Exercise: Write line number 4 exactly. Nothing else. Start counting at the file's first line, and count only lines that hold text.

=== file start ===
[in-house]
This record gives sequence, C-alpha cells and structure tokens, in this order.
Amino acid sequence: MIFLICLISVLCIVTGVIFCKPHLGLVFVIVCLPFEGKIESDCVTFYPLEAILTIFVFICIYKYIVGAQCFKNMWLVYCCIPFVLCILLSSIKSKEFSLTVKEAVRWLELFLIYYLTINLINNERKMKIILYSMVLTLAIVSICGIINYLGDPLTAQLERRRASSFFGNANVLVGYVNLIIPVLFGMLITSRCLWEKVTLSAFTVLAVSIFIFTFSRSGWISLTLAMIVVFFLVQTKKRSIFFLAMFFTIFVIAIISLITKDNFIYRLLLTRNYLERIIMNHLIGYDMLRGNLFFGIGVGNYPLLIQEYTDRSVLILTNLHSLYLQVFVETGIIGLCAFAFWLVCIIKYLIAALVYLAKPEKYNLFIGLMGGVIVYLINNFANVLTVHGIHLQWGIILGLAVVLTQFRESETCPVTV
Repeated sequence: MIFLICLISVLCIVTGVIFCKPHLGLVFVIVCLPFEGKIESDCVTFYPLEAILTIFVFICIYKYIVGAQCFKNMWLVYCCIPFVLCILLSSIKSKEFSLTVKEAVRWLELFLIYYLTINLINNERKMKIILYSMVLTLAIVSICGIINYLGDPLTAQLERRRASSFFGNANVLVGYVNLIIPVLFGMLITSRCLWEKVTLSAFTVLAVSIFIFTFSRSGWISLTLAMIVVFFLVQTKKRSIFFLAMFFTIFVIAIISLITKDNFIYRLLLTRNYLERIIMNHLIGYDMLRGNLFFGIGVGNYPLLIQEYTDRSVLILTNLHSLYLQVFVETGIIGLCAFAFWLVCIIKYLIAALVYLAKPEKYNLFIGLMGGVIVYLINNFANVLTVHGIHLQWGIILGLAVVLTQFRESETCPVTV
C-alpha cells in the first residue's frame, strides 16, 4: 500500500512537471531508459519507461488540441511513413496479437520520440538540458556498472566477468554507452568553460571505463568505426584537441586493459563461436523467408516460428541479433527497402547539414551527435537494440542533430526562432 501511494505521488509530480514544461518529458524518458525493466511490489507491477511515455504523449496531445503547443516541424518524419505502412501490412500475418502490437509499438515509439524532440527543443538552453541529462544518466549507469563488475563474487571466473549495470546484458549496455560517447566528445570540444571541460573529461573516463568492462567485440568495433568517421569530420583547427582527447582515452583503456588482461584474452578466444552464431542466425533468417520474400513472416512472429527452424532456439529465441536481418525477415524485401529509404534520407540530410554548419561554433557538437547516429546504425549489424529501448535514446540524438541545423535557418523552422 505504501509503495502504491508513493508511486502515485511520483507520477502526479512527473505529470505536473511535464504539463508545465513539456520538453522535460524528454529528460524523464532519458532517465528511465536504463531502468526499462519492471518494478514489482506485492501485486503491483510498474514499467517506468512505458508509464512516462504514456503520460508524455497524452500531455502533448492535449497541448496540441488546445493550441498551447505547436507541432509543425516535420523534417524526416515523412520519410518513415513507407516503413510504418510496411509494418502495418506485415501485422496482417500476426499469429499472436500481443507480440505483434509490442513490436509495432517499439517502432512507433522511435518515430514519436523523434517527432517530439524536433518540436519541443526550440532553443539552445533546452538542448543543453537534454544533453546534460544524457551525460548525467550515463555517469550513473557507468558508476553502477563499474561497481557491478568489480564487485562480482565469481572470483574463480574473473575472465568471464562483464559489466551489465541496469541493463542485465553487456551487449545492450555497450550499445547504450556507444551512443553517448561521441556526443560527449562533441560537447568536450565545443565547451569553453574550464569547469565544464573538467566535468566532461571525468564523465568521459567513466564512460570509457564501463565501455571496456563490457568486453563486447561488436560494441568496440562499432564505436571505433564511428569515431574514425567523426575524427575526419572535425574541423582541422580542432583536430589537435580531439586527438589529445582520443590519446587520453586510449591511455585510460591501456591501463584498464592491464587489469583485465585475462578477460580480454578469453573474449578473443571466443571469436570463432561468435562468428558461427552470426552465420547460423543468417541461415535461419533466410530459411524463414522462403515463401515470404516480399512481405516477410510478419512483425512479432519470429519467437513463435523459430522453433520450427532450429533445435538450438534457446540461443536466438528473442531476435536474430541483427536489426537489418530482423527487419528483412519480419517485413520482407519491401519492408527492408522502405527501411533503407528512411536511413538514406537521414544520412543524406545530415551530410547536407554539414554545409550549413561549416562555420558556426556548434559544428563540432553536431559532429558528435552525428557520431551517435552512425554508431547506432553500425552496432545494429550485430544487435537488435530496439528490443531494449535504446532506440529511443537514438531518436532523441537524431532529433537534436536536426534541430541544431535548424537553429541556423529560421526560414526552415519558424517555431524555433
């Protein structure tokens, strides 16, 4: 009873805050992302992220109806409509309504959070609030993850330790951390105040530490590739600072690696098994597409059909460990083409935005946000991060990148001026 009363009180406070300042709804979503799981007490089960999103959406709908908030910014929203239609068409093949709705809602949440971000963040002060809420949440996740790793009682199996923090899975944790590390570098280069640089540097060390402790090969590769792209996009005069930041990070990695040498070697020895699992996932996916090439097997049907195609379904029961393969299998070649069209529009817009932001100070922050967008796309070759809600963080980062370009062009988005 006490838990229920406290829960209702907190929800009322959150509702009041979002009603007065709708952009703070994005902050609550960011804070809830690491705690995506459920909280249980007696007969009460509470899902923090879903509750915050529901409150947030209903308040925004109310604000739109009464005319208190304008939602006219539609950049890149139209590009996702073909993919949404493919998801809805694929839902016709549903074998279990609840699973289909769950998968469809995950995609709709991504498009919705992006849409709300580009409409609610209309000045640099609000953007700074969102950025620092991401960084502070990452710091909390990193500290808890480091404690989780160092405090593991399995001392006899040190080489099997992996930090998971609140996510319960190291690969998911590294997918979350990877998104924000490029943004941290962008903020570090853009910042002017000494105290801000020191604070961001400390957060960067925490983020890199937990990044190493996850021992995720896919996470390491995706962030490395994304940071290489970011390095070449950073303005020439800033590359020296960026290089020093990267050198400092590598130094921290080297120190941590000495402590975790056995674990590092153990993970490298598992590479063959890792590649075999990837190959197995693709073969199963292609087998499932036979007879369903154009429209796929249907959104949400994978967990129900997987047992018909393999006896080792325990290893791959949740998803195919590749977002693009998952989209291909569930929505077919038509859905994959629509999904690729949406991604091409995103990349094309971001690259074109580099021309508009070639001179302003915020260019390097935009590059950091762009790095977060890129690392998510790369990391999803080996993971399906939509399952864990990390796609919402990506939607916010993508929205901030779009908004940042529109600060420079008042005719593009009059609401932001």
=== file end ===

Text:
Repeated sequence: MIFLICLISVLCIVTGVIFCKPHLGLVFVIVCLPFEGKIESDCVTFYPLEAILTIFVFICIYKYIVGAQCFKNMWLVYCCIPFVLCILLSSIKSKEFSLTVKEAVRWLELFLIYYLTINLINNERKMKIILYSMVLTLAIVSICGIINYLGDPLTAQLERRRASSFFGNANVLVGYVNLIIPVLFGMLITSRCLWEKVTLSAFTVLAVSIFIFTFSRSGWISLTLAMIVVFFLVQTKKRSIFFLAMFFTIFVIAIISLITKDNFIYRLLLTRNYLERIIMNHLIGYDMLRGNLFFGIGVGNYPLLIQEYTDRSVLILTNLHSLYLQVFVETGIIGLCAFAFWLVCIIKYLIAALVYLAKPEKYNLFIGLMGGVIVYLINNFANVLTVHGIHLQWGIILGLAVVLTQFRESETCPVTV